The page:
Bryan was unloading his Jeep from the trailer when we met up with Jay, who had Fred with him. We aired down Kevin’s new 37” Nitto MT’s and started off. In our group was Kevin and I in Kevin’s 07 JKU, Bryan and Tahnee in Mr. Sparkles, and Jay and Fred in Jay’s TJ. Instantly there are just boulder fields and I’m loving it. Kevin is bumpin’ Fleetwood Mac, Gorillaz, Moonshine Bandits, and just about anything else with a huge bass line. He comments on how heavy the Jeep is, since we’re loaded down. Our first stop of the day was the granite bowl, where we stopped for some pictures. I’m already admiring the terrain and terrified that I didn’t bring enough SD cards.
Our ultimate destination for the day was Rubicon Springs. We stopped just before Buck Island for a much needed dinner since we hadn’t eaten since breakfast. Dinner was awesome and perfectly cooked. After dinner came Buck Island, where you actually drive over part of the dam. That was really a neat experience. Just past the dam was one of the first times Kevin was challenged that day since he was open in the front with a limited slip in the back, and just couldn’t make one line up the hill unless he kissed a door, which he wasn't willing to do. I felt bad because I said “Let’s try the center line, that looks like fun!” So we backed down and tried the different line where he made it. I did get a good video of Jay driving up with Fred, and Kevin spotting.
We did not do little sluice, but we did do the bypass. Definitely still interesting, and a few of those gut wrenching moments… The one trail we did run into trouble on was big sluice. Coming down between a tree and a rock, between being very top heavy and having aired down a little low, we almost kissed another tree. Kevin made it clear that he’ll do anything to save the doors on the Jeep, whether it be stack rocks, winch, unload, take the doors off, anything. That’s the moment I learned that all you need to say is “Kevin, tree, about to touch” and not “Kevin! Kevin! Kevin! Kevin! SHIT!”
We backed up and tried the harder line to the left of the big boulder. Bryan got out to spot, as did Jay. Kevin started to head down off of a ledge and got bellied up, and ended up backing up again. We stacked rocks and tried to make it a lot better, but still ended up bellied up. It definitely was a huge drop, and in a long wheelbase Jeep, even harder. I’m standing there going “This dude is a champion spotter for WE Rock….Why can’t he drive off this ledge? I see a line, why not take it?” Eventually Bryan had to bypass us and provide a winching anchor which saved Kevin…. He ran outta talent lol.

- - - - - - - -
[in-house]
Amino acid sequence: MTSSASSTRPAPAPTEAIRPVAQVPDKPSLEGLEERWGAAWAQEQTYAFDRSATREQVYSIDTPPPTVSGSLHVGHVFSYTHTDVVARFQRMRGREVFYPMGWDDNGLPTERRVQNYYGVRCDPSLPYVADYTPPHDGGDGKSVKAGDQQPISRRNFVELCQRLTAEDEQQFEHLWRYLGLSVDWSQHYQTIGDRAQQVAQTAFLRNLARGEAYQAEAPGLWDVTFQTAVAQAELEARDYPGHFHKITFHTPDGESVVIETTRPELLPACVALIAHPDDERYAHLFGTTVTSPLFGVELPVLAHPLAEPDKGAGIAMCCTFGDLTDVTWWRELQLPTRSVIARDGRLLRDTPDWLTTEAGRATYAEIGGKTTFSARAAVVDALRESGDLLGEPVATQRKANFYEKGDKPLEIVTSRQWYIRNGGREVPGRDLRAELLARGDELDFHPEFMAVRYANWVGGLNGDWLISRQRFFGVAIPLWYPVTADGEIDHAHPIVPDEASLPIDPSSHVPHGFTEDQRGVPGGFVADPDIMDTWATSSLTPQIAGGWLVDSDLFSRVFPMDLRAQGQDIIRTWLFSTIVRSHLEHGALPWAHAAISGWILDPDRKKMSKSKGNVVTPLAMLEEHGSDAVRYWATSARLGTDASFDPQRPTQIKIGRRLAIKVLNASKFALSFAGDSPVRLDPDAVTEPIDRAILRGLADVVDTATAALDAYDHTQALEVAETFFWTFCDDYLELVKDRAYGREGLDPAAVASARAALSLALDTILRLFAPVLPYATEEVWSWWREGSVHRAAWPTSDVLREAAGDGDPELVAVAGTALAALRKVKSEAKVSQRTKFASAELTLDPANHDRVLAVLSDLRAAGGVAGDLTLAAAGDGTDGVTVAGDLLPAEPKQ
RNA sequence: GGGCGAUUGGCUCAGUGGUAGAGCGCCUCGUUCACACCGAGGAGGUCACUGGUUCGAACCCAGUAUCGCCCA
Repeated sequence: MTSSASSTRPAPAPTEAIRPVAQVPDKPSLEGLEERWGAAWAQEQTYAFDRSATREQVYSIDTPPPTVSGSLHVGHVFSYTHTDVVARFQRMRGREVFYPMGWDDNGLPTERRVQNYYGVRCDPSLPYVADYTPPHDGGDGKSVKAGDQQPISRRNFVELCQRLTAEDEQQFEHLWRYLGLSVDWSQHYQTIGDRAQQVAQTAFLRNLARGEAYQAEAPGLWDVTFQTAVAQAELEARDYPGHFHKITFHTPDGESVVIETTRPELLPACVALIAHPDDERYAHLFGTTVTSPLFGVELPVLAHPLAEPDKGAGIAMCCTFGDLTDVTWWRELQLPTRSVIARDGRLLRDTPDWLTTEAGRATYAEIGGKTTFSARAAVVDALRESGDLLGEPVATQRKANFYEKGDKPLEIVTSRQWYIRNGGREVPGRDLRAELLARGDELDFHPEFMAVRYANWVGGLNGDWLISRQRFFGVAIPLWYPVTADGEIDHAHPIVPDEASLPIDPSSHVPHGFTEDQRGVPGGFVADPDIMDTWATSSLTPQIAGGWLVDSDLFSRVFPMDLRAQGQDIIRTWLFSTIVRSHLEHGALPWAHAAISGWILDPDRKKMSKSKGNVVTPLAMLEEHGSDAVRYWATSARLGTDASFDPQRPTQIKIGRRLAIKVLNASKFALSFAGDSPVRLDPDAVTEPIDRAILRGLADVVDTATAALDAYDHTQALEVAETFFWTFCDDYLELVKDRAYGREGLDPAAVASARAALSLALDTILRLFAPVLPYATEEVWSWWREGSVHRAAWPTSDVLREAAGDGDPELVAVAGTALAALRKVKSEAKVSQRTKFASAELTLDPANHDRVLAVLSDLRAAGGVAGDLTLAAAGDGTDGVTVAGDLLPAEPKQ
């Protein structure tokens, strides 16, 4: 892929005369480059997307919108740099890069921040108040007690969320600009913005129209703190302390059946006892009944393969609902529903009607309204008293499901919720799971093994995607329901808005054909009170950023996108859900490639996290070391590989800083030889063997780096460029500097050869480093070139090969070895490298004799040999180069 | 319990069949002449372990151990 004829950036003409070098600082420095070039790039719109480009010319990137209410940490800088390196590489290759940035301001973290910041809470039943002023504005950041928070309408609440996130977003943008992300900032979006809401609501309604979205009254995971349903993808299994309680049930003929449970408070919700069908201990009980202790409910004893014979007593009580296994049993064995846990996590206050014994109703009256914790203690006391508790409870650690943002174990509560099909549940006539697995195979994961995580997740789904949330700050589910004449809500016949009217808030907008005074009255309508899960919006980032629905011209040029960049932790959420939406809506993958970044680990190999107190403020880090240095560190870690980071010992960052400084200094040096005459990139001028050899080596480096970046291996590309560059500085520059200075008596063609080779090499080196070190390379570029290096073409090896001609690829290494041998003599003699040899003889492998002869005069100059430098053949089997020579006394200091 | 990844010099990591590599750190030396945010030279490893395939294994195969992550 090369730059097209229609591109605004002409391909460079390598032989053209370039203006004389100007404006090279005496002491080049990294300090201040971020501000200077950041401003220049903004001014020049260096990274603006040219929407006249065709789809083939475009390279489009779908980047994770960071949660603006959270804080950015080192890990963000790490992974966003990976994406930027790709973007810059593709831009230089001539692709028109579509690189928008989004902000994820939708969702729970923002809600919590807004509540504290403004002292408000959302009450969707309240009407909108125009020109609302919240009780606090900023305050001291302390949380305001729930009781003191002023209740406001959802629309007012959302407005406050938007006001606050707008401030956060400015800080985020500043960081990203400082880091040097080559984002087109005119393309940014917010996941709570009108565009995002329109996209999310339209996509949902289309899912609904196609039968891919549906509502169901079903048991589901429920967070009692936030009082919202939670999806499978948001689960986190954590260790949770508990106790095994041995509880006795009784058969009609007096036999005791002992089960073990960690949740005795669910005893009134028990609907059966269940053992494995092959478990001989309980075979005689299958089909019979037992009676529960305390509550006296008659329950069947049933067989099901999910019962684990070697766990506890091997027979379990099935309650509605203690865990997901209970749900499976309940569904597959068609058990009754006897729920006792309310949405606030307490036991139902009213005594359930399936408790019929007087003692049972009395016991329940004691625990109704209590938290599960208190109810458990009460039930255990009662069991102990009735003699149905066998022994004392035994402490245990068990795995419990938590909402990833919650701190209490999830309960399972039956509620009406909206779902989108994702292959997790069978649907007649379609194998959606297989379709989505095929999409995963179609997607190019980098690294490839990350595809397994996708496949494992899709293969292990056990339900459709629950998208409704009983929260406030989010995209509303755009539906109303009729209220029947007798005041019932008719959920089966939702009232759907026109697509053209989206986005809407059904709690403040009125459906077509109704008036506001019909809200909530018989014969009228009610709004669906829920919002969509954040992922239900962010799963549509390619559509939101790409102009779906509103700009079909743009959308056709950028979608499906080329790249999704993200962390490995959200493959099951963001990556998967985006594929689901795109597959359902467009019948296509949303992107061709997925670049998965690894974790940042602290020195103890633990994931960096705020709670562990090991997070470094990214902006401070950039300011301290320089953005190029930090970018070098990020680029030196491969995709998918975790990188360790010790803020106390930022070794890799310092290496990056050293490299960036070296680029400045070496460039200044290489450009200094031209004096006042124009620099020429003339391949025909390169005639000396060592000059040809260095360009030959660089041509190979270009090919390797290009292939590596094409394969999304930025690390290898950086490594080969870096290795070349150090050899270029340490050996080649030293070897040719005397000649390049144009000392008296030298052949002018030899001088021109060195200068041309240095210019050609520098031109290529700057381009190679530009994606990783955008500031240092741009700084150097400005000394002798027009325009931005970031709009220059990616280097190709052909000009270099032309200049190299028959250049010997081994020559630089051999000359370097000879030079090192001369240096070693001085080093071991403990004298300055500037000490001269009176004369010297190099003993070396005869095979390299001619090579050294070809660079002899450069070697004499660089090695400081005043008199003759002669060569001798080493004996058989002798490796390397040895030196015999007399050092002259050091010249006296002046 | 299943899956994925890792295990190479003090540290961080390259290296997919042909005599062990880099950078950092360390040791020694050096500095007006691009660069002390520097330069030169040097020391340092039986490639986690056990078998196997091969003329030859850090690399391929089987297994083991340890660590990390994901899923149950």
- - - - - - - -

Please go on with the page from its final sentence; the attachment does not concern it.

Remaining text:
After the excitement of almost kissing two rocks and watching Jay, Kevin and Bryan lift tires off the ground, I was ready to get to camp for the night. At this point I didn’t know where Rubicon Springs was, where we were going, or where we were camping. We came across a bridge where Kevin suggested I hopped out to take some pics. It was a bridge that was rebuilt in 1982, very cool.
After a couple more hours of wheeling, walking, photographing, and spotting, Kevin points out the banner “Welcome to Rubicon Springs”
That banner stuck out like a beacon. It was amazing; he explained to me Rubicon Springs was a stop on the trail in the early days of motoring, where there was an actual hotel. We rolled up and I saw a bar, a cooking area, several other buildings, and a dude. "Bar Bitch" met us on the trail. Bar Bitch was a good friend of Kevin’s dad, and he also had his son, "Son of a Bar Bitch" with him. Kevin’s dad and Bar Bitch’s were best friends. That was awesome. Bar Bitch showed me why Rubicon Springs was called such, told me who he was, and welcomed me. After chewing the fat for a while, we went to make camp in the Pirate camp, and relax.